-Me

Good Days and Bad Days

Eight days ago I felt actually happy, just inside of myself, for the first time in several months. It was intensely reassuring to know that I am still capable of feeling like that, and the afterglow lasted for several days, allowing me to manage more social stimuli than I’ve been able to in ages. I even managed to go to a BBQ and games night without incident, and get through a very unwanted family reunion of sorts.

Today was less good, and the afterglow faded to nothing. I met up with a good friend today. She started trying to get pregnant about six months after I did. Her daughter is now 14 months old. She is well aware of where I’m at, she had issues with conception, and is intimately acquainted with the frustration and sorrow associated with infertility. I am genuinely happy for her, for her daughter, for the life she has been able to build with her husband. I am also somewhat crippled by jealousy, and seeing her and her daughter was a vivid reminder of what I feel I’ve lost.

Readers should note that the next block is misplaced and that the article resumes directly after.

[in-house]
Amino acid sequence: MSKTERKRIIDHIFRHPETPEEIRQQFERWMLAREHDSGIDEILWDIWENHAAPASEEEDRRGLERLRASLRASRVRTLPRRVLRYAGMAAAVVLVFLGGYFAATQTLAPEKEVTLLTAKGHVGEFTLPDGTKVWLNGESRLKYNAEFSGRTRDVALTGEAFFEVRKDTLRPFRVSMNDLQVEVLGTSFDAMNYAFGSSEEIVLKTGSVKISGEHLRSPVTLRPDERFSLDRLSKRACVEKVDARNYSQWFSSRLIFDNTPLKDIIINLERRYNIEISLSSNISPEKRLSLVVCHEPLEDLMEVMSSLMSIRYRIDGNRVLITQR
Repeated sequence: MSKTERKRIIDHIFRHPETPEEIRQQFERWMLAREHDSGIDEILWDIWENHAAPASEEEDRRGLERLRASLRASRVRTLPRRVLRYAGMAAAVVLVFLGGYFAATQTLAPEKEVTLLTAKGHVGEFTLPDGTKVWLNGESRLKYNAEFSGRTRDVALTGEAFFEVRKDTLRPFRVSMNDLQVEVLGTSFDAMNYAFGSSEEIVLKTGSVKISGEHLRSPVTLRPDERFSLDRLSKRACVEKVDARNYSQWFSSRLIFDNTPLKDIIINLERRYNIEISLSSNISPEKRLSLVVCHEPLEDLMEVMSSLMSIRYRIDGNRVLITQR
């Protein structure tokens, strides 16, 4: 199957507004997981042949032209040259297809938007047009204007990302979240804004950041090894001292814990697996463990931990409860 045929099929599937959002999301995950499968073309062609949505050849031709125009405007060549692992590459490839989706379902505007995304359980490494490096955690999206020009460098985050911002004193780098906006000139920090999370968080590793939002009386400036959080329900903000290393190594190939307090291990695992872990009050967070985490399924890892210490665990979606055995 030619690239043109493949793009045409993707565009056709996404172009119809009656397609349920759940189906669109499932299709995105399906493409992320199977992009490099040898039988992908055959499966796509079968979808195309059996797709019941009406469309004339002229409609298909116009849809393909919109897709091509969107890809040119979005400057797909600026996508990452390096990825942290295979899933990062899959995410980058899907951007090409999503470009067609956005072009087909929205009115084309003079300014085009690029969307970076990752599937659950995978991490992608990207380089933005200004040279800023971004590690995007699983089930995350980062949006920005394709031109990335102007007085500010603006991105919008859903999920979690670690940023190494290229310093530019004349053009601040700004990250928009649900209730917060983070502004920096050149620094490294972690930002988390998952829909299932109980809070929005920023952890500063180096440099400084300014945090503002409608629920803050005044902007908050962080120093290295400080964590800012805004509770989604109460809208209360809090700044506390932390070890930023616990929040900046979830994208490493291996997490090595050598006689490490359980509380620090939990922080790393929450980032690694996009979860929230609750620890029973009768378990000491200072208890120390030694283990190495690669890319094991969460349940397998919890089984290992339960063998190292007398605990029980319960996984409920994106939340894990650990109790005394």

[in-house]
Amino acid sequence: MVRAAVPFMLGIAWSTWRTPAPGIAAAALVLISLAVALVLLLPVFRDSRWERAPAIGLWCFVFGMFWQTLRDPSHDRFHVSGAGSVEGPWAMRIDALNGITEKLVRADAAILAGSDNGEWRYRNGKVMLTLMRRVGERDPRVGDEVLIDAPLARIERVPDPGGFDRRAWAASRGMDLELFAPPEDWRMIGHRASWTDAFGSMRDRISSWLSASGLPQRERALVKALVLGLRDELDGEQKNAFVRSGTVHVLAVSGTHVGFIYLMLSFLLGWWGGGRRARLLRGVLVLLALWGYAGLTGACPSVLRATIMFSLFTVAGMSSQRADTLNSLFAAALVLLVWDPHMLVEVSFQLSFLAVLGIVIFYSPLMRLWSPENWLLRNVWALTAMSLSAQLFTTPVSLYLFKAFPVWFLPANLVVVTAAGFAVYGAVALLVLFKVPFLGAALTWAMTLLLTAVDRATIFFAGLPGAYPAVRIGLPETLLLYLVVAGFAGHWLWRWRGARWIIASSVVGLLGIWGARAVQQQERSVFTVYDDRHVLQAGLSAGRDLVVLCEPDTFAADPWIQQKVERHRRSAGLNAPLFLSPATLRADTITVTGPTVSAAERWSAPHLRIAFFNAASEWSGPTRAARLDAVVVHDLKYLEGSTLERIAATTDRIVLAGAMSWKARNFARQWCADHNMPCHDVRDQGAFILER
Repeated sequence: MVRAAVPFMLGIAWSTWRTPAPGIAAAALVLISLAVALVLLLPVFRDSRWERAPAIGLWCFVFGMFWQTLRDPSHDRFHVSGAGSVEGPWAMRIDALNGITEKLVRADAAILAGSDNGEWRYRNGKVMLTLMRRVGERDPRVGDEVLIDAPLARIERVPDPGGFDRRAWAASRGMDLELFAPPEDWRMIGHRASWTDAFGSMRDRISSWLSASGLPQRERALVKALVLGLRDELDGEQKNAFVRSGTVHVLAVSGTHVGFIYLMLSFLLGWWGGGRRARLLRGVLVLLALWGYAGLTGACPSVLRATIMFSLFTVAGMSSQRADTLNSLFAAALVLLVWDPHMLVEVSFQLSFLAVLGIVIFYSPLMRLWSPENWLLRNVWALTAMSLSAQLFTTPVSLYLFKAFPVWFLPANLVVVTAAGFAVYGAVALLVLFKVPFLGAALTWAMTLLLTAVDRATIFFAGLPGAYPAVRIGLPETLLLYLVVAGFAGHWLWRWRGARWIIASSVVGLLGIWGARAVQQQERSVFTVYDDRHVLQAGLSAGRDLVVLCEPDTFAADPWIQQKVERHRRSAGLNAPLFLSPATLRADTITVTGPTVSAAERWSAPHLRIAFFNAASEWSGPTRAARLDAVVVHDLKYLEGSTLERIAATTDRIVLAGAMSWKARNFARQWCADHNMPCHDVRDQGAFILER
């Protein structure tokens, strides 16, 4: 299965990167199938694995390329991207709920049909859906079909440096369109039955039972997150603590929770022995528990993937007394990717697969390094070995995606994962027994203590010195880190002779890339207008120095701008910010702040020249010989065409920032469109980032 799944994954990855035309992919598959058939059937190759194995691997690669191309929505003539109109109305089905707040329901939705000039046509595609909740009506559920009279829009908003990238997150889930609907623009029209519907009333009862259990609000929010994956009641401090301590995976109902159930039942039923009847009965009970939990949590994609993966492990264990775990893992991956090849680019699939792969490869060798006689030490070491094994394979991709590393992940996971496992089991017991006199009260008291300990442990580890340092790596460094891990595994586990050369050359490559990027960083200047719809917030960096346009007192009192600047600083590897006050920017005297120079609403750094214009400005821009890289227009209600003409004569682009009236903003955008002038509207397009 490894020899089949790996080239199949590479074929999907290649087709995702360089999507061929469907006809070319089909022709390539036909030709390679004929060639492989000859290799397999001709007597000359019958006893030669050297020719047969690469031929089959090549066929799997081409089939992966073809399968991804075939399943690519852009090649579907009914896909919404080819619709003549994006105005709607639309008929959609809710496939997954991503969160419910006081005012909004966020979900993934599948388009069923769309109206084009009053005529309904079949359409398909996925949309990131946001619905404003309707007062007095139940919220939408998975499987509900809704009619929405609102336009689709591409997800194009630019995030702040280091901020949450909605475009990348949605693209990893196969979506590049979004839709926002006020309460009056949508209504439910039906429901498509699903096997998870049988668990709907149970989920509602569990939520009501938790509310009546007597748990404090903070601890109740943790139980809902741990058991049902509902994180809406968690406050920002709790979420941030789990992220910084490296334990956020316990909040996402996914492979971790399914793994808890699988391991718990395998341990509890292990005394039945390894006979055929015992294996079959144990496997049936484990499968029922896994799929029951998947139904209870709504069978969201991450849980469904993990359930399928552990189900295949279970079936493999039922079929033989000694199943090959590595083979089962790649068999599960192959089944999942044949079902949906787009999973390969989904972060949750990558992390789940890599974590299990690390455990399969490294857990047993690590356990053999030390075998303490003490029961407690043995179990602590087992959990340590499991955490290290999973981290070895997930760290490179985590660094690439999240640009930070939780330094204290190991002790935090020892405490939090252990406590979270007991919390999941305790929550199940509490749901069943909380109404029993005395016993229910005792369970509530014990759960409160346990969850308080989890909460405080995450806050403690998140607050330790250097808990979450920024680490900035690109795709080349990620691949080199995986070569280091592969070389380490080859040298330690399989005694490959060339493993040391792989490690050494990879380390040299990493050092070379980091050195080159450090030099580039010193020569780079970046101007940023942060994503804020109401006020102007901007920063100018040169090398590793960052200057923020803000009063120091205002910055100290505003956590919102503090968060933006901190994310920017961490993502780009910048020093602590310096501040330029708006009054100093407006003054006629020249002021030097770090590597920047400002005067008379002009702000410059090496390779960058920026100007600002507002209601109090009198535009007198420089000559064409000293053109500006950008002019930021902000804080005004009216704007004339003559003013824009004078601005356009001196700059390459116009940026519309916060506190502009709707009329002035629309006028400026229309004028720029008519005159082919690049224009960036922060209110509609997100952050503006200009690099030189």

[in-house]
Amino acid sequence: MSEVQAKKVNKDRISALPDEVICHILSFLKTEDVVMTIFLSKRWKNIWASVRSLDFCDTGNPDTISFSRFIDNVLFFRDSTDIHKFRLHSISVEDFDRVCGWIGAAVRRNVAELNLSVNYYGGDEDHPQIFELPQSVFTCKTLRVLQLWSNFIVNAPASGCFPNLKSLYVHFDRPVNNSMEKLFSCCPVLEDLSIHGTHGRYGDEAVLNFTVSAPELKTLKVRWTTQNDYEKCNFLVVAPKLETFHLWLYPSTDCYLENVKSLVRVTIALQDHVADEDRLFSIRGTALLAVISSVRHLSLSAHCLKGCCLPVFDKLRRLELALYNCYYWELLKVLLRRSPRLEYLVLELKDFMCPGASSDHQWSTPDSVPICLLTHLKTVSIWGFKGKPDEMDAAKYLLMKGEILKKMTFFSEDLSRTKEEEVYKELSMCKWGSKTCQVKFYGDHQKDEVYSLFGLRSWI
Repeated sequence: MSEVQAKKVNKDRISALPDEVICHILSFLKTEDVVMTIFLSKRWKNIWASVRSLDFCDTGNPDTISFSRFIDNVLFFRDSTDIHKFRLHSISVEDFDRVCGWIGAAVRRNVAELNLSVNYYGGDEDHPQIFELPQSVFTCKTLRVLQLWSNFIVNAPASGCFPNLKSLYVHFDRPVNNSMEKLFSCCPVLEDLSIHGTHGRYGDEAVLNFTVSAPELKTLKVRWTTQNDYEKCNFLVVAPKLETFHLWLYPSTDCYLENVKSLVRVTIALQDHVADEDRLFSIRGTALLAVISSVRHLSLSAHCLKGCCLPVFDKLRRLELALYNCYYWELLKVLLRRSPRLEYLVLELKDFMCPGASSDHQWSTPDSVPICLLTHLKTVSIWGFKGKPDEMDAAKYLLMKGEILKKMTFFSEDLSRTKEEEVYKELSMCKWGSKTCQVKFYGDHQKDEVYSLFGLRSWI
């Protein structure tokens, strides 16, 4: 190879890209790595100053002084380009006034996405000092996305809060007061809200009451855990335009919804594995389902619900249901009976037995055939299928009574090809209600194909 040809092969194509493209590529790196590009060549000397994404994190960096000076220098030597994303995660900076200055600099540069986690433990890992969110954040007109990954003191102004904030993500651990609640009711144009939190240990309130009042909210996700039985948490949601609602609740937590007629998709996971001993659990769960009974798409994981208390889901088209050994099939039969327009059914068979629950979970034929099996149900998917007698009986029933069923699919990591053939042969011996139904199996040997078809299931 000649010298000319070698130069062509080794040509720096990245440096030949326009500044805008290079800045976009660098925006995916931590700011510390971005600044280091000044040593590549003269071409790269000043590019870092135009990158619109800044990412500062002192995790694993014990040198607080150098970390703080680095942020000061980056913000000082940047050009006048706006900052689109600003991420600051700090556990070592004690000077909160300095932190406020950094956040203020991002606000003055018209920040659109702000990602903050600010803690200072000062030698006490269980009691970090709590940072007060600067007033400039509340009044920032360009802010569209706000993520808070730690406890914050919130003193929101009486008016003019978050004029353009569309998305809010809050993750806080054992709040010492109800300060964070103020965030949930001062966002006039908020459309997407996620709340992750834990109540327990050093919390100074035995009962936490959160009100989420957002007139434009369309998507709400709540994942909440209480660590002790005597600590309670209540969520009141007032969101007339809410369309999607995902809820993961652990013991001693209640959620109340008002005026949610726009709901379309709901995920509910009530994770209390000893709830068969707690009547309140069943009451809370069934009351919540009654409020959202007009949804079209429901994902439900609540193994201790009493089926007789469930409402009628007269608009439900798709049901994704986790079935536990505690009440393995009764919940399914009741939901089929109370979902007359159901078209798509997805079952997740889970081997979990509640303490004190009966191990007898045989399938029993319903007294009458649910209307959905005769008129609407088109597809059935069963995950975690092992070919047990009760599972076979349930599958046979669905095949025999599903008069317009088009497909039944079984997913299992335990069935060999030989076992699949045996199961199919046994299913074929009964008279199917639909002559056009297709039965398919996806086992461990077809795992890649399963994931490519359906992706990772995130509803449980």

So today was a bad day.

It’s funny, I have a whole spiel I use with patients with regard to pain during recovery. The gist of it is that as they get better, they will have good days – the good days may be few and far between, and are likely to be followed by more bad days, but they will exist. And over time, there will be more frequent good days, and eventually they will be more common than the bad ones. Until eventually the good days are far and away the majority, and the bad ones are just blips on the screen.

I suspect that I can apply the same rational to myself with regard to the grief I feel. Now that I know I CAN experience good days, I have to believe that they will happen more often… And that the emotional pain will follow a similar path to physical pain.

This will get better. I need to believe this will get better.

-Me